Author(s): Rosemary Foot and Andrew Walter
Publisher: Cambridge University Press
A Book Review by Avinash Godbole, IDSA
As two of the largest economies in the world and consequently as competitors in contemporary international relations, United States of America (US) and people’s Republic of China (PRC) interact with each other at various levels. This creates a certain degree of complexity around their bilateral relationship. At the international level, this complexity increases further as other elements like other actors, structure, norms and institutions come into play.
In their book, China, United States and Global Order, Professor Rosemary Foot of St. Anthony’s College and Dr. Andrew Walter of the London School of Economics and Political Science undertake the extremely difficult task of “…unpacking global order into a series of separate norms in specific issue areas…(in order to) explore more efficiently the extent to which United States and China challenge or support the evolving global order” (P. 6). This book is written around three core questions; what determines norm compliance in general? What explains US and Chinese response to global/multilateral norms? How does their bilateral relationship impact their response? This is the general framework that is used to address five areas of global norms including, the use of force, macroeconomic policy surveillance, the non-proliferation of nuclear weapons, climate change and financial regulations. Thus, within these parameters, the book seeks to find out as to how much the global order affects this all important bilateral relationship and how much this relationship affect global order in turn. the five chapters dedicated to each issue area start by describing how the specific norm was developed, goes on to argue how US and China have behaved with reference to that norm and then argues what explains their approach to it and concludes by discussing how their bilateral relationship might be influencing the mutual approach to these norms.
This book’s general conclusion is that behavioural consistency is more dependent on the extent to which actors perceive global norms, rules and procedures as legitimate (p 296). Therefore, the authors conclude that norm characteristics in themselves have smaller role to play in ensuring compliance. On the other hand, that highest level of inconsistency is found when there is a combination of high domestic societal costs, relative strategic loss, and low levels of international distributive fairness and here the authors cite the example of the US and Chinese approach to the global discourse on climate change and macroeconomic surveillance. Thus norms are followed when there is a perception of procedural legitimacy, and of fairness in the distribution of costs and benefits (p.298). This would perhaps explain why the global climate change discourse is still in discursive state as far as a globally acceptable agreement is concerned.
What is the most important outcome of this book is the fact that the top two countries in the world today, in terms of aggregate power, view global norms from completely contrasting points of view. US generally prefers ambivalence/non-compliance to norms on the basis of exceptionalist perception on the place of the US as the paramount leader in the international order. On the other hand, China’s increasing compliance with these norms is because it wants to be perceived to be a responsible stakeholder. Sometimes these contrasting approaches lead to strikingly similar policy outcomes.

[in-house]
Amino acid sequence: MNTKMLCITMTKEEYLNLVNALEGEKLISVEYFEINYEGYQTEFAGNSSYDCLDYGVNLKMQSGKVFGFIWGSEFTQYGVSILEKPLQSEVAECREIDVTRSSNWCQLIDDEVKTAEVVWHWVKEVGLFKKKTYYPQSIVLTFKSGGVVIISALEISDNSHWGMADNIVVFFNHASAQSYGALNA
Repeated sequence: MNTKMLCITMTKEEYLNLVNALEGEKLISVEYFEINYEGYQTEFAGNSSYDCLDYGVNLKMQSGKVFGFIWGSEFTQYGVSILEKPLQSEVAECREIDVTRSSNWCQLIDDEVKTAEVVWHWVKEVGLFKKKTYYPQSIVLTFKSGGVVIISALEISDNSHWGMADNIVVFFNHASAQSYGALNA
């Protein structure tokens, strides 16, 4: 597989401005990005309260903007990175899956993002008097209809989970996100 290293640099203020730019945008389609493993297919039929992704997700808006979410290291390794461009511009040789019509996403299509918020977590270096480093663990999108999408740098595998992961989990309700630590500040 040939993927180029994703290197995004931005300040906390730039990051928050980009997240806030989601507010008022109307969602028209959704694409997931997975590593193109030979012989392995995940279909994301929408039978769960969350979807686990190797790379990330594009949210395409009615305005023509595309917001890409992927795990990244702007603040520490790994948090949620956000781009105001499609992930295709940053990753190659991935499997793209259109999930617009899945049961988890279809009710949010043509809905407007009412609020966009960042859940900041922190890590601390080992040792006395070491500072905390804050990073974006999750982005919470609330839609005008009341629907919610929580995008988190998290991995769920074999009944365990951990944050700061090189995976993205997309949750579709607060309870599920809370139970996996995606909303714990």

One of the important strengths of this book is its detailing in explaining each norm right from its developmental state. Therefore, this is a very good reader in itself as far as these norms are concerned. Its contemporary importance further increases when the power dynamics between the US and China comes into picture. Another of its strengths has to be its fair treatment of China, especially when there is enough, and scholarly too, literature on China’s role in international relations as a country that is aiming to destabilise the order. Therefore, it neatly avoids romanticising as well as brick bating China.
In its analysis of norm compliance of these two states, this book is an important departure from the realist perspective of international relations and argues for the importance of looking at national interest in a broader sense, in this case, the role of domestic actors, domestic norms, fairness amongst others. It says, “Global norms remain an inescapable and important part of the decision-making environment” and further disagrees with importance of power in the context of norms.
However, it may also be said that at times, national power understood in terms of domestic economic capability can and does create a hindrance to the way a state like US reacts to a norm, climate change for example, with its focus on status quo. In a similar vein, China does not want more restrictions than it decides to take because it wants to achieve power in the same currency, tragic as it may be in the longer run. Nevertheless, this is not to criticise the authors since their work has been of highest standards. This may only be the case that realists take a pessimistic view of glass half full while from an institutionalist perspective glass looks half full. Also, at the same time, China seems to be falling in line in other areas of global norms for their instrumental value in pushing its case as a responsible stakeholder. Therefore, in many ways the central arguments of the book are well justified. Overall, this is a good book that breaks down how the future power struggle is likely to take place in a contested global order and why powerful states would behave in ways they do especially as they try to retain or gain their stakes within that contested order.
Avinash Godbole, Review of “China, the United States and Global Order” by Rosemary Foot and Andrew Walter, East Asia Integration Studies,